While there are legitimate charities and fundraising efforts, there are also reports of scam artists creating fake charities to con you out of your money and information.
The Federal Trade Commission has good advice on warning signs that could indicate a bogus charity.
Here is a TOP TEN List of the best tips we’ve found for detecting and avoiding scam charities.
1.) Beware pushy telemarketers: If you’re solicited for a donation, ask if the caller is a paid fundraiser, who they work for, and the percentage of your donation that will go to the charity and to the fundraiser.
2.) Ask for written information: This includes its full name, address, and telephone number.
3.) Call the charity: Find out if the organization is aware of the solicitation and has authorized the use of its name.
4.) Be wary of charities that spring up overnight:
They may make a compelling case for your money, but as a practical matter, they probably don’t have the infrastructure to get your donation to the affected area or people.
5.) Trust your gut and check your records:
Callers may try to trick you by thanking you for a pledge you didn’t make. If you don’t remember making the donation or don’t have a record of your pledge, resist the pressure to give.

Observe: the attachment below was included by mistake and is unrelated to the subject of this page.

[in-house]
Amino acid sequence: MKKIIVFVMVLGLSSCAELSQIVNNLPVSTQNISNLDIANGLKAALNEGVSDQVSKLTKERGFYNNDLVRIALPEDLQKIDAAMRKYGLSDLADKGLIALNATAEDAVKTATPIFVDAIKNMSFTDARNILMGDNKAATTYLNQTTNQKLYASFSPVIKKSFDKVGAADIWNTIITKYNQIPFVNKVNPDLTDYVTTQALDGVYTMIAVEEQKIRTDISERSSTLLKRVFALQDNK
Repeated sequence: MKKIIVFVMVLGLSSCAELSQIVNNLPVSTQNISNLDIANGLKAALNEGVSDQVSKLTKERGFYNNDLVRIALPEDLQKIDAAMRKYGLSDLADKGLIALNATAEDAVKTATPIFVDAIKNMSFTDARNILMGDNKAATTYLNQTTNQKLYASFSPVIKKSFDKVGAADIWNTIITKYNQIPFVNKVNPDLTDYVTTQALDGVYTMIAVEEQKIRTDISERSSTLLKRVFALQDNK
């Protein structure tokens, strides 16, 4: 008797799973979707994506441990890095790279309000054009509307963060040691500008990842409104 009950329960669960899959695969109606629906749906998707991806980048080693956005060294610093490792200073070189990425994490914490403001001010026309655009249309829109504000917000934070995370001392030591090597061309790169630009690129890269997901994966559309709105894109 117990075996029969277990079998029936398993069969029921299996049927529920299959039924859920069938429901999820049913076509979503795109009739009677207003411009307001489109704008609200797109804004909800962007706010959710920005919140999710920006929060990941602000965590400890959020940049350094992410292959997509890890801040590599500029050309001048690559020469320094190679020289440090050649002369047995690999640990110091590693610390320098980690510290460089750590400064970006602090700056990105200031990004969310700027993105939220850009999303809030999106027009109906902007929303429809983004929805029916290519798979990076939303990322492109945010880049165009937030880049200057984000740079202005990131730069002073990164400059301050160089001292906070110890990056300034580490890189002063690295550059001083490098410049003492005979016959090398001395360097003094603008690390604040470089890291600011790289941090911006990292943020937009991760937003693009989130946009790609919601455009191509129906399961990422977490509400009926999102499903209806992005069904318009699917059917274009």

6.) Be cautious of “look-alike” websites and charities: Fraudulent websites might look a lot like an authentic organization, but may have slightly different URLs. Some organizations may also use names that closely resemble well-established charities.
7.) Protect yourself: Never give your Social Security number or other personal information in response to a charitable solicitation, and don’t hand out your credit card information to an unfamiliar organization.
8.) Do your research on social network fundraising: If you’re are planning to donate through a social network solicitation, find out what percentage is going to the charity, whether you will be charged a fee, or if a percentage of your donation will be paid to the platform website.
9.) Watch out for similar sounding names:
Some phony charities use names that closely resemble those of respected, legitimate organizations. If you notice a small difference from the name of the charity you intend to deal with, call the organization you know to check it out.
10.) Be wary of charities eager to collect cash:
If they say they are sending a courier or offering overnight delivery service to collect your donation immediately, you have to wonder whether the charity is legitimate.
Two more to good things to know….
Know the difference between “tax exempt” and “tax deductible”:
Tax exempt means the organization doesn’t have to pay taxes. Tax deductible means you can deduct your contribution on your federal income tax return.
Contact the office that regulates charitable organizations and charitable solicitations in your state: The National Association of State Charity Officials has contact information for regulators in each state available on its website. Your state office also can verify how much of your donation goes to the charity, and how much goes to fundraising and management expenses.
You also can check out charities with the Better Business Bureau’s Wise Giving Alliance and GuideStar.
George J. Gingras <><
Senior Network Engineer
Queen City Business Networks, LLC.
859-525-9898 – Office
Using What We Know To Help Your Business Grow